Should Throat Swabs Be Incorporated Into Rapid COVID Testing?

Derick Alison
Derick Alison
6 Min Read

Adding a throat swab specimen to a nasal specimen significantly increased sensitivity of COVID-19 rapid antigen tests, whether self-collected or collected by a healthcare worker, a randomized clinical trial showed.

With combined nasal and throat specimens, sensitivity reached 81.4% for healthcare worker-collected specimens and 73.4% for self-collected specimens, increases of 21.4 and 15.5 percentage points compared with a single nasal specimen alone (both P<0.001), reported Tobias Todsen, MD, PhD, of Copenhagen University Hospital in Denmark, and colleagues.

In addition, healthcare worker-collected throat specimens had higher mean sensitivity than nasal specimens for rapid antigen testing (69.4% vs 60%). “To our knowledge, our study is the first to demonstrate that healthcare worker-collected throat specimens for COVID-19 rapid antigen testing have a significantly higher sensitivity than healthcare worker-collected nasal specimens,” the authors wrote in JAMA Network Open.

“I was surprised to find out that the throat had a significantly better sensitivity than nasal swabs, meaning that billions of rapid antigen tests were performed in a suboptimal way during the pandemic,” Todsen told MedPage Today in an email. “Further, I was surprised that the early infectious stages primarily tested positive for throat rather than nasal swabs.”

“Our findings contrast with other respiratory viruses that primarily infect the nasal mucosa and may explain the rapid SARS-CoV-2 transmission in the community, as speaking and sneezing generate droplets from the throat,” he added.

As for self-collected nasal or throat specimens, there was no significant difference in sensitivity (57.9% vs 53.7%, P=0.17). Self-collection of throat specimens detected fewer positive cases of COVID compared with throat specimens collected by healthcare workers (P<0.001), suggesting that it is more difficult for people to correctly swab their own throats.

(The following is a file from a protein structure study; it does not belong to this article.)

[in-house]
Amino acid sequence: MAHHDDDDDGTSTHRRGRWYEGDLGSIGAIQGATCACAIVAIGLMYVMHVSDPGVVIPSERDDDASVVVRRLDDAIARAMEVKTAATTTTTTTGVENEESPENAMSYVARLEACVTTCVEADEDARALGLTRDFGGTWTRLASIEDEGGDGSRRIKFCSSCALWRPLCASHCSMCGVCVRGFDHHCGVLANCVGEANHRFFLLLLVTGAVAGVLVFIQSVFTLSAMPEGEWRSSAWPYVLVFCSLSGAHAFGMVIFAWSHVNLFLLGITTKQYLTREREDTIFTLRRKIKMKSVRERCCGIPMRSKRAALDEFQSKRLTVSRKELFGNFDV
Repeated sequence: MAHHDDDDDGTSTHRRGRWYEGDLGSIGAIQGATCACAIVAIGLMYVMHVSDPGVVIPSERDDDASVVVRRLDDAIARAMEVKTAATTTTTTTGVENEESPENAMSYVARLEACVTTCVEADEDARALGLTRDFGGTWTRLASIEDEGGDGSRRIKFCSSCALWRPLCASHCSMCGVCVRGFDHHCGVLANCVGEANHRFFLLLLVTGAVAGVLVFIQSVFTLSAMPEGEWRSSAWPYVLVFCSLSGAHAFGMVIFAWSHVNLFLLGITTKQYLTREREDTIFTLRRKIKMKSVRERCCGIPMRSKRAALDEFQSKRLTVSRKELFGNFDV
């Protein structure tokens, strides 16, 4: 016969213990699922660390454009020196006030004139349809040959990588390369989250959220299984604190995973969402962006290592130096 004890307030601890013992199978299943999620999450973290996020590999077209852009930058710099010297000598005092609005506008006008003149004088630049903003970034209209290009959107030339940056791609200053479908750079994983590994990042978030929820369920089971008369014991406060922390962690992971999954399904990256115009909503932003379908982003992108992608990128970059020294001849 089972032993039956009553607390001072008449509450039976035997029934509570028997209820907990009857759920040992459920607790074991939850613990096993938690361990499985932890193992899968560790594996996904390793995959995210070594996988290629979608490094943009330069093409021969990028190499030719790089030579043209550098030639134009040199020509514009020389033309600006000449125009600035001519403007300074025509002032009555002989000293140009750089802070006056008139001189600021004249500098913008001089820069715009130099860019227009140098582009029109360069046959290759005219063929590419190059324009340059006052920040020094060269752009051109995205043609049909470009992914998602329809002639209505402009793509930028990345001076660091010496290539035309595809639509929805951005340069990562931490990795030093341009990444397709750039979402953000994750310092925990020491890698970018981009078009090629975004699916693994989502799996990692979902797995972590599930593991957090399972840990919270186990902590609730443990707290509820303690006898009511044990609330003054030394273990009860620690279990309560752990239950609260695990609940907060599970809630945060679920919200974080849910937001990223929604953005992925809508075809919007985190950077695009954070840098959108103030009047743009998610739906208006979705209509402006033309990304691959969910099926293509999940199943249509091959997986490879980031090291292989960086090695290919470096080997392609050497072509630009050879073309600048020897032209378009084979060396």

In fact, in participants who were symptomatic for COVID, self-collected nasal specimens were actually more sensitive than self-collected throat specimens, with a mean sensitivity of 71.5% versus 58% (P<0.001).

The use of throat swabs for COVID rapid antigen testing is controversial and, to date, studies have reported mixed results. For example, one study found that self-collected throat specimens performed worse than self-collected nasal swabs, with just 47% of positive COVID cases being detected by throat swabs versus 86% detected by nasal swabs. However, another study found that a combination of throat and nasal swabs resulted in a positive percent agreement of nearly 82% compared with 68% with nasal swabbing alone.

To date, the FDA has not approved any rapid antigen test that uses throat specimens. There may be little incentive to move forward with developing over-the-counter COVID rapid antigen tests that include throat swabbing because the tests would have to be redesigned and evaluated, increasing not only costs to manufacturers, but also the difficulty of self-collecting a sample, Todsen and team noted.

However, they concluded that their “findings suggest that current testing recommendations should include throat specimens to improve the sensitivity of rapid antigen testing. Further research should confirm our findings using redesigned or other rapid antigen testing devices and explore whether throat specimens can also improve the detection of other common airway infections.”

This multicenter study included 2,674 participants ages 16 and older with complete test results, of whom 31% were positive for SARS-CoV-2 when tested using reverse transcriptase-polymerase chain reaction (PCR) from throat specimens, nasal specimens, or both. Median age was 40, and 57.4% were women. The majority of participants were vaccinated against COVID-19.

Participants were randomized 1:1 to self-collected or healthcare worker-collected nasal and throat swab specimens for rapid antigen testing. They had a total of four samples collected at one of two outpatient test centers in Copenhagen, and received a handout to instruct them how to perform self-swabbing, as well as a mirror to assist in self-swabbing of the pharynx and tonsils. Samples were sequenced for SARS-CoV-2 variants, and the majority were primarily Omicron BA.2 or BA.2.9.

  • Katherine Kahn is a staff writer at MedPage Today, covering the infectious diseases beat. She has been a medical writer for over 15 years.

Disclosures

The study was supported by a research grant from the Novo Nordisk Foundation. Copenhagen Medical A/S covered the expenses for the rapid antigen and reverse transcriptase-polymerase chain reaction tests.

Todsen and co-authors reported no disclosures.

Primary Source

JAMA Network Open

Source Reference: Todsen T, et al “COVID-19 rapid antigen tests with self-collected vs health care worker-collected nasal and throat swab specimens: a randomized clinical trial” JAMA Netw Open 2023; DOI: 10.1010.1001/jamanetworkopen.2023.44295.

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